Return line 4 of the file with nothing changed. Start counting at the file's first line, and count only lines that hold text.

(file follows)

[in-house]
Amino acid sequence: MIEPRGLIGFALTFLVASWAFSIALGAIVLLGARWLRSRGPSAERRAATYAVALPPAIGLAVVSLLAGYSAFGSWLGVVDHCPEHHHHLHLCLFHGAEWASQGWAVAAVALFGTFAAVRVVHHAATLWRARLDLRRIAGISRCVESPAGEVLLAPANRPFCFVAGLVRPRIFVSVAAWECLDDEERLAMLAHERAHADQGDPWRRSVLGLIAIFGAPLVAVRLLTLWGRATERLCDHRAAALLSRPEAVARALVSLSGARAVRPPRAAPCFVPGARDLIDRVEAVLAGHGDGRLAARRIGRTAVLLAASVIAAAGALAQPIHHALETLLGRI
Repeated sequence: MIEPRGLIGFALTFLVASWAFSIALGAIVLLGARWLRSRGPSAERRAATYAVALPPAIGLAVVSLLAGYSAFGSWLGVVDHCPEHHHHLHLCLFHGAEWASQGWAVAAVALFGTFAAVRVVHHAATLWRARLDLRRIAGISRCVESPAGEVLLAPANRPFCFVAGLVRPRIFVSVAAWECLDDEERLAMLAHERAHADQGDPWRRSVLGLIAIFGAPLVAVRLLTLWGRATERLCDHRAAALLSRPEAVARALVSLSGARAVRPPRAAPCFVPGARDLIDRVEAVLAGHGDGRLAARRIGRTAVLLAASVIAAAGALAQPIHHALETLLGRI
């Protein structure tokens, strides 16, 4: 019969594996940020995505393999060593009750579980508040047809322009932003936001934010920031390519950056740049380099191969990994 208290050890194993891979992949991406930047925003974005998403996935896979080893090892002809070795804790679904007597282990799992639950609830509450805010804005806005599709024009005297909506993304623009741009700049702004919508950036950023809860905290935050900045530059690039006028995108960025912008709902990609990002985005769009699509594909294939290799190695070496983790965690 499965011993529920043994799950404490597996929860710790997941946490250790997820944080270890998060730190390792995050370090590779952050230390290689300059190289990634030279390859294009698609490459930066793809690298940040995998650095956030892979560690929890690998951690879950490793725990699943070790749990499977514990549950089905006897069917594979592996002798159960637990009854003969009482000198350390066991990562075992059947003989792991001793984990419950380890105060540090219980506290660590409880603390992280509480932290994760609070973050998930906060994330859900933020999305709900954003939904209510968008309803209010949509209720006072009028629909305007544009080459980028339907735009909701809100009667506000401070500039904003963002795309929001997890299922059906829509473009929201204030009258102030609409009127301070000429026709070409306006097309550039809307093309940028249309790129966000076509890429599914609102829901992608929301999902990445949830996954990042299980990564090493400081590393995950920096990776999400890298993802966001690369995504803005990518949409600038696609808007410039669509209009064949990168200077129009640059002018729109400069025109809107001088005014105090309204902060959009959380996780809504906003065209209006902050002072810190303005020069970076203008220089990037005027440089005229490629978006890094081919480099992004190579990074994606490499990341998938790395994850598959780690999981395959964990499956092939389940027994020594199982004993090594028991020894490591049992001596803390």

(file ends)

């Protein structure tokens, strides 16, 4: 019969594996940020995505393999060593009750579980508040047809322009932003936001934010920031390519950056740049380099191969990994 208290050890194993891979992949991406930047925003974005998403996935896979080893090892002809070795804790679904007597282990799992639950609830509450805010804005806005599709024009005297909506993304623009741009700049702004919508950036950023809860905290935050900045530059690039006028995108960025912008709902990609990002985005769009699509594909294939290799190695070496983790965690 499965011993529920043994799950404490597996929860710790997941946490250790997820944080270890998060730190390792995050370090590779952050230390290689300059190289990634030279390859294009698609490459930066793809690298940040995998650095956030892979560690929890690998951690879950490793725990699943070790749990499977514990549950089905006897069917594979592996002798159960637990009854003969009482000198350390066991990562075992059947003989792991001793984990419950380890105060540090219980506290660590409880603390992280509480932290994760609070973050998930906060994330859900933020999305709900954003939904209510968008309803209010949509209720006072009028629909305007544009080459980028339907735009909701809100009667506000401070500039904003963002795309929001997890299922059906829509473009929201204030009258102030609409009127301070000429026709070409306006097309550039809307093309940028249309790129966000076509890429599914609102829901992608929301999902990445949830996954990042299980990564090493400081590393995950920096990776999400890298993802966001690369995504803005990518949409600038696609808007410039669509209009064949990168200077129009640059002018729109400069025109809107001088005014105090309204902060959009959380996780809504906003065209209006902050002072810190303005020069970076203008220089990037005027440089005229490629978006890094081919480099992004190579990074994606490499990341998938790395994850598959780690999981395959964990499956092939389940027994020594199982004993090594028991020894490591049992001596803390």